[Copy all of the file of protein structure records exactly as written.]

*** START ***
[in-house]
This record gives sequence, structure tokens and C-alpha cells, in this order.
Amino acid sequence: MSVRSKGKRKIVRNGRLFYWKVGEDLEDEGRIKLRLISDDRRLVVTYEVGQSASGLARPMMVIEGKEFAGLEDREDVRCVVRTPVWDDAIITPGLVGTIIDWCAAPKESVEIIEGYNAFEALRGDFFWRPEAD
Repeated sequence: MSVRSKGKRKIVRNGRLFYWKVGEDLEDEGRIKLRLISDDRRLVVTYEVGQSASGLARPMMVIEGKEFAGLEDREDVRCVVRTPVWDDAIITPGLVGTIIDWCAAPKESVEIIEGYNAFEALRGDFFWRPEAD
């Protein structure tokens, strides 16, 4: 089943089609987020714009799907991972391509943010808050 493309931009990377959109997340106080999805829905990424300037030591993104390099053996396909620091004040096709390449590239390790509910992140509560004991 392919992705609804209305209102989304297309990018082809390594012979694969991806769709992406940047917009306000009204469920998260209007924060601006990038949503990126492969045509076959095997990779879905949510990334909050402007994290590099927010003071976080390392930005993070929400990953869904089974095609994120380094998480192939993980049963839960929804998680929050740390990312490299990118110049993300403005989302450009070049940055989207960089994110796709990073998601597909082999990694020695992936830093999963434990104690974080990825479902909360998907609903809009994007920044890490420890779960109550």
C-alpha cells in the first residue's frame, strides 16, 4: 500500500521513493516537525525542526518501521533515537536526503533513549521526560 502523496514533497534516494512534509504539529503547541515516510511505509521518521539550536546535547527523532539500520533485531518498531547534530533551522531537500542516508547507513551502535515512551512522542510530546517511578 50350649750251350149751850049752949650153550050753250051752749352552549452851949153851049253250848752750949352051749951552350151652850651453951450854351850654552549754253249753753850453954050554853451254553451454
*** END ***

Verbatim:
[in-house]
This record gives sequence, structure tokens and C-alpha cells, in this order.
Amino acid sequence: MSVRSKGKRKIVRNGRLFYWKVGEDLEDEGRIKLRLISDDRRLVVTYEVGQSASGLARPMMVIEGKEFAGLEDREDVRCVVRTPVWDDAIITPGLVGTIIDWCAAPKESVEIIEGYNAFEALRGDFFWRPEAD
Repeated sequence: MSVRSKGKRKIVRNGRLFYWKVGEDLEDEGRIKLRLISDDRRLVVTYEVGQSASGLARPMMVIEGKEFAGLEDREDVRCVVRTPVWDDAIITPGLVGTIIDWCAAPKESVEIIEGYNAFEALRGDFFWRPEAD
């Protein structure tokens, strides 16, 4: 089943089609987020714009799907991972391509943010808050 493309931009990377959109997340106080999805829905990424300037030591993104390099053996396909620091004040096709390449590239390790509910992140509560004991 392919992705609804209305209102989304297309990018082809390594012979694969991806769709992406940047917009306000009204469920998260209007924060601006990038949503990126492969045509076959095997990779879905949510990334909050402007994290590099927010003071976080390392930005993070929400990953869904089974095609994120380094998480192939993980049963839960929804998680929050740390990312490299990118110049993300403005989302450009070049940055989207960089994110796709990073998601597909082999990694020695992936830093999963434990104690974080990825479902909360998907609903809009994007920044890490420890779960109550």
C-alpha cells in the first residue's frame, strides 16, 4: 500500500521513493516537525525542526518501521533515537536526503533513549521526560 502523496514533497534516494512534509504539529503547541515516510511505509521518521539550536546535547527523532539500520533485531518498531547534530533551522531537500542516508547507513551502535515512551512522542510530546517511578 50350649750251350149751850049752949650153550050753250051752749352552549452851949153851049253250848752750949352051749951552350151652850651453951450854351850654552549754253249753753850453954050554853451254553451454